and the monopoly of coffee; but by this alteration the revenue was faid to be a confiderable lofer, and it was thought neceffary in part at Jeaft to indemnify government for the facrifice that was made. For this purpose a capitation or poll-tax upon the heads of families was introduced, an impofition, the most unpopular in its principle and the moft oppreffive in its operation that could well have been devifed. This, as partaking of the nature of a commutation, was probably fuppofed not to contravene the extraordinary declaration of the king's minifter, appointed for that purpofe to the ftates of Brandenbourg on the acceffion that the bufinefs of the prefent reign fhould be, without impofing any new taxes, to lighten as much as poffible the burthen and amount of those which already exifted. About the fame time a refolution was adopted at the inftigation of general Moellendorf, one of the first military characters of Pruffia, to abolish an iniquitous contribution called le verd, by which, under pretext of inuring the cavalry to the practice of foraging, the lands of the inhabitants were liable to be pillaged during three months of the year under the fanction of fovereign authority.
We have mentioned the ineffeetual efforts of Hertzberg to induce Frederic William to commence his carreer with a war in Holland for the fupport of his brother-in-law the ftadtholder. But, though his arguments did not appear for the prefent to coincide with the inclinations of his mafter, he was not however in every refpect unfucceff. ful. The felection of the count de Goertz, to announce the king's ac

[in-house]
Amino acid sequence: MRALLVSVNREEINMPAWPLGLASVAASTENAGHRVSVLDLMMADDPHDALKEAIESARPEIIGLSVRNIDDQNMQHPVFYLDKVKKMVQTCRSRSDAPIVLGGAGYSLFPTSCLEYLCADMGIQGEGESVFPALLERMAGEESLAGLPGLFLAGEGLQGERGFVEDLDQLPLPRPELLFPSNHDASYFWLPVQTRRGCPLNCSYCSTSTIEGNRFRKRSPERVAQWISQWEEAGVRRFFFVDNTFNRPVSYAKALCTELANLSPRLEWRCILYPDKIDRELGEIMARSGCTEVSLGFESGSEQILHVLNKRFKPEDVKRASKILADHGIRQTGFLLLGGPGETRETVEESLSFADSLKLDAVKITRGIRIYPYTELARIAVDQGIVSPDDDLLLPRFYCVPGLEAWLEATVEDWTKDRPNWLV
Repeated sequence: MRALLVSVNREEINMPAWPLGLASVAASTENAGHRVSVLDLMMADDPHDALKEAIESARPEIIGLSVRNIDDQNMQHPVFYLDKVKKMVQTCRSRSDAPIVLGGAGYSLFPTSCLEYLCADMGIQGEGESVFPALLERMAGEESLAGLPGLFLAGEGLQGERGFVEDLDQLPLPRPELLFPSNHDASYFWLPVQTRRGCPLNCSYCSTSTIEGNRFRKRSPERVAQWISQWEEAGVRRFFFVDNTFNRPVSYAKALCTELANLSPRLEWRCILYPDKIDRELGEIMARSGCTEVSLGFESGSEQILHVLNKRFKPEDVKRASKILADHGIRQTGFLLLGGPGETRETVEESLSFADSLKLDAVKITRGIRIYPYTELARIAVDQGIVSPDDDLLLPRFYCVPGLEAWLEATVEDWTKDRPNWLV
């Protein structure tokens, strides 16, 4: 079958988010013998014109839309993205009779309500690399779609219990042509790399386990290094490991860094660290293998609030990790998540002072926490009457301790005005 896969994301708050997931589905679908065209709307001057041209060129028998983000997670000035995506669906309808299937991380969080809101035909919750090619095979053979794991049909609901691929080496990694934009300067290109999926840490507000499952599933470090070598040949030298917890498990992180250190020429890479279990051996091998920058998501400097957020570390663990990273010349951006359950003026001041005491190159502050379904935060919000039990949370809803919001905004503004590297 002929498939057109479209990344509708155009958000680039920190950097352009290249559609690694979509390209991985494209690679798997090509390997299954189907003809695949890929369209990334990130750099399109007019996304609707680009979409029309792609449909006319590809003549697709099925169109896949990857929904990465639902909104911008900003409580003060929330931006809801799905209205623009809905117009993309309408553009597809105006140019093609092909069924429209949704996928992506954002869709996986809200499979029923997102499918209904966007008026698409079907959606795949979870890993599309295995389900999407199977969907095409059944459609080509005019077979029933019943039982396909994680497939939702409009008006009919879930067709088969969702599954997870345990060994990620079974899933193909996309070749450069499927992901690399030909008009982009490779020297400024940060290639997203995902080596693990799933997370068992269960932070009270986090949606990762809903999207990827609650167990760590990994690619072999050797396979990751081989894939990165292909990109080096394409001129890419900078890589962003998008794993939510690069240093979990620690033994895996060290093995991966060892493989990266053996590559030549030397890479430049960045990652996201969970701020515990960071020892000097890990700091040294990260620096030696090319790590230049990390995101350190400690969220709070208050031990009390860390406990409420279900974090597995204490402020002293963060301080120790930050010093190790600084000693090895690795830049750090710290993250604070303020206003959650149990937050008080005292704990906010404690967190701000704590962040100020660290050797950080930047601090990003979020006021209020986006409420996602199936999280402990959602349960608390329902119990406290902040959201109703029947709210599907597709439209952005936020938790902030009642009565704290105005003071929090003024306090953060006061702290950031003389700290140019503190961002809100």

ceffion to the affembly of the states general, was conceived to be made at his nomination; and this mea, fure produced a fort of amicable conferences on the part of Pruffia and France, between that nobleman on one hand and Mr. de Rayneval on the other, which confumed the remainder of the year 1786, and from which fome hopes had been conceived of adjufting these long and complicated diffentions. They broke off in January 1787 with mutual diffatisfaction on both fides, each being difgufted with the conduct of the ftadtholder, whose measures were characterised by a folly and precipitation, that did not conciliate the efteem of any party to his perfonal character.
The court of London feems during this period to have acted a part fimilar to that of the Pruffian minifter, and to have fignified to the court of Berlin, that, if they were willing to decide by military force upon the diffentions of Holland, they might depend upon the British government for a zealous and active co-operation*. So forward were ve within a period of three years from the prefent time to trample upon and deftroy the immunities and liberty of every country but our own! Nor is this to be imputed as an individual fault to the perfons who held the reins of government: the people of England, and every political party among us, influenced it fhould feem by certain chimerical ideas refpecting the balance of Europe, ftrove with each other who fhould be moft eager and diftinguished in afferting the caufe of defpotifm, and rivetting the chains of flavery upon our republican neigh